INSIGHT: A nearly-full LM24 entry list means tough decisions for organizers
At the ELMS and Le Mans Cup finales at the end of last month, a further five automatic entries were handed out for the 2019 running of the Grand Prix d’Endurance.
As a result, more of the Le Mans entry list is locked in than ever before at this point in the calendar year, with most of the automatic entries having already been handed out, and the entire current 2018/19 WEC field due to take up their slots.
And for many potential entrants outside of the WEC grid, that’s a little concerning, as between 44-47 of the 60 allotted grid slots are all but taken at the time of writing.
It means two things: that the upcoming Asian Le Mans Series season over the winter will be more important than ever for some of the key players, and that any potential IMSA or ELMS teams looking to make a trip to Le Mans – outside of the allotted automatic entries – will be fighting over a very small allocation.
So, who’s already on the list?
Currently, the entire FIA WEC full-season 36-car field (though two of them, the CEFC TRSM Racing AER Ginettas, are a question mark at this point), plus all the automatic entries already spoken for.
Those automatic entries are as follows:
Michelin Le Mans Cup – GT3 class winner: Kessel Racing (GTE-Am)
European Le Mans Series – LMP2 and overall winner: G-Drive Racing (LMP2)
European Le Mans Series – LMP3 class winner: RLR MSport (LMP2)
European Le Mans Series – GTE class winner: Proton Competition (GTE Am)
European Le Mans Series – GTE runner-up – JMW Motorsport (GTE Am)
IMSA – Bob Akin Trophy: Ben Keating (GTE-Am) Risi Competizione/ Keating Ferrari
IMSA – Jim Trueman Trophy: Misha Goikhberg (LMP2)
Le Mans 24 Hours – LMP1 winner: Toyota Gazoo Racing
Le Mans 24 Hours – LMP2 winner: Signatech Alpine
Le Mans 24 Hours – GTE Pro winner: Porsche
Le Mans 24 Hours – GTE Am winner: Dempsey Proton
Of those, we know that Toyota is unlikely to field a third car at Le Mans. Beyond that though, there’s are no apparent reason to doubt that the others will take up their entries, with the commercial potential for a lot of the private teams on the list too enticing to turn down.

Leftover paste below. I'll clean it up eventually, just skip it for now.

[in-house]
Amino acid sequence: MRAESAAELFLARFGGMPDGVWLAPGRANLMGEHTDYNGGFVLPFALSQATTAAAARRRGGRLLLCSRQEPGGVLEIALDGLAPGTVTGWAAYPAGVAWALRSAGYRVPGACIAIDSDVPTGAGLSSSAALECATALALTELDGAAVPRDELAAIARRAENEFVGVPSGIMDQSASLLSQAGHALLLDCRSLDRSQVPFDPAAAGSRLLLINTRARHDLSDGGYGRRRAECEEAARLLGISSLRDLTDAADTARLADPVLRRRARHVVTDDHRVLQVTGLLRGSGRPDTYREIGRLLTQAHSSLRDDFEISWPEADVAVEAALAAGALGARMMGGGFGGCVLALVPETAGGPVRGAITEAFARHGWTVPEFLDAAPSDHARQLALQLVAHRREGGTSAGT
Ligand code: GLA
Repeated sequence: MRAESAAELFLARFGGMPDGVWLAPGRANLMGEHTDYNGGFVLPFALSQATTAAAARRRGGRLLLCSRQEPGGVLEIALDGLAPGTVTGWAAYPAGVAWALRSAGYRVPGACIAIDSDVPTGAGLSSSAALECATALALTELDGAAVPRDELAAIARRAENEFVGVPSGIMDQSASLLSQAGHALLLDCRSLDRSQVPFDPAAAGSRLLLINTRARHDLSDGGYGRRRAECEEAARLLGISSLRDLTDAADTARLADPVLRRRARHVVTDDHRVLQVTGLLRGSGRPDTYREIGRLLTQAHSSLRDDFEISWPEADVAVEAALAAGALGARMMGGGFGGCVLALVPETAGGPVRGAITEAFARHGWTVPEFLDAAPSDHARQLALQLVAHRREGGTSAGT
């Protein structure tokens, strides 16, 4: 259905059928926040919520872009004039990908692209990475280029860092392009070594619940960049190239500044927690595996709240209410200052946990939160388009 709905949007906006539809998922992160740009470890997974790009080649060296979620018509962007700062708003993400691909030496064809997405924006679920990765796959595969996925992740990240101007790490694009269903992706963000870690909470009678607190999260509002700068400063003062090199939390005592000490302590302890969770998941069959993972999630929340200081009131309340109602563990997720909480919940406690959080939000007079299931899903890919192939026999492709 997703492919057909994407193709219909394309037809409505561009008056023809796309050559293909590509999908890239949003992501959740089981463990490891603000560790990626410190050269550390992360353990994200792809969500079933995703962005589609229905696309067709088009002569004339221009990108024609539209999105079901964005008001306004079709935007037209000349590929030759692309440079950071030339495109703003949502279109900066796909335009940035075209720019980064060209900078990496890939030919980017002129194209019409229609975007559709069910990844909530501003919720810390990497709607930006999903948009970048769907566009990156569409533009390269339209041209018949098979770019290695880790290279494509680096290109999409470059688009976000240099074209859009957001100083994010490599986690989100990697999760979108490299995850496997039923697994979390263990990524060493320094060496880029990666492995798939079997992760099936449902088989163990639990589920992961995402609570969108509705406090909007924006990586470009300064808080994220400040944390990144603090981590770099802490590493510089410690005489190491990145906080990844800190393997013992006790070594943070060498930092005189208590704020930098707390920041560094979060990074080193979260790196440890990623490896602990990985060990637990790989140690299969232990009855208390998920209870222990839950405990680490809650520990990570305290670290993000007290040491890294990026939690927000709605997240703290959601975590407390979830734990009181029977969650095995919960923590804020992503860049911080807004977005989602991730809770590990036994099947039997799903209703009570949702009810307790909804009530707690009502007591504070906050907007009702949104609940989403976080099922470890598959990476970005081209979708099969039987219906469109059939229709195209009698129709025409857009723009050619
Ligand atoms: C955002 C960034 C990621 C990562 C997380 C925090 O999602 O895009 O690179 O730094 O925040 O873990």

That leaves just the Asian Le Mans automatic entries to complete the set. The final automatic entries will be handed out in LMP2 for the overall champions and for the winner in the LMP2 Gentleman’s Trophy (for crews with only Silver and Bronze rated driver line-ups), in GTE Am for the GT class winners, and in LMP3 for the class champions.
So, by the end of the Asian LMS season, between 48 and 51 of the 60 grid slots may already be taken.
This leaves very few spaces, and some big decisions to make. For instance, should Jackie Chan DC Racing win another two entries with its Asian Le Mans Series effort, the team will have the potential to enter four cars at Le Mans again, leaving around 10 spaces open if everyone else that’s already confirmed makes the trip.
And make no mistake, this sort of situation could very well catch out bigger teams outside of the WEC that haven’t yet made the cut. There is such a huge collection of prospective teams, and so many potential scenarios, but none of them result in everyone that’s looking to race at Le Mans receiving a place on the grid.
Just two years ago, almost the entire ELMS LMP2 field received a Le Mans entry. This time around, if all of the 17 full-season cars were put forward, it is unlikely that half of them will make the cut
With so few spaces left there are some difficult decisions needing to be made by the Selection Committee, which cannot please everyone. Does a set of IMSA teams, many of whom are likely to be factory cars from Corvette, Porsche, Ford and/or BMW, receive invitations? Or will those in charge favor the ELMS LMP2 and GTE teams based closer to the organizer’s home? Or will we see a selection from both camps?
When those questions are answered, and the full 60-car field is announced, we will get an understanding of where the ACO’s priorities lie, and how the balance is drawn between the commercial advantages of inviting more factory cars, and the perhaps more medium-term advantages of encouraging privateers from its own continental championships.
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ABOUT STEPHEN KILBEY
UK-based Stephen Kilbey is RACER.com's FIA World Endurance Championship correspondent, and is also Deputy Editor of Dailysportscar.com He has a first-class honours degree in Sports Journalism and is a previous winner of the UK Guild of Motoring Writers Sir William Lyons Award.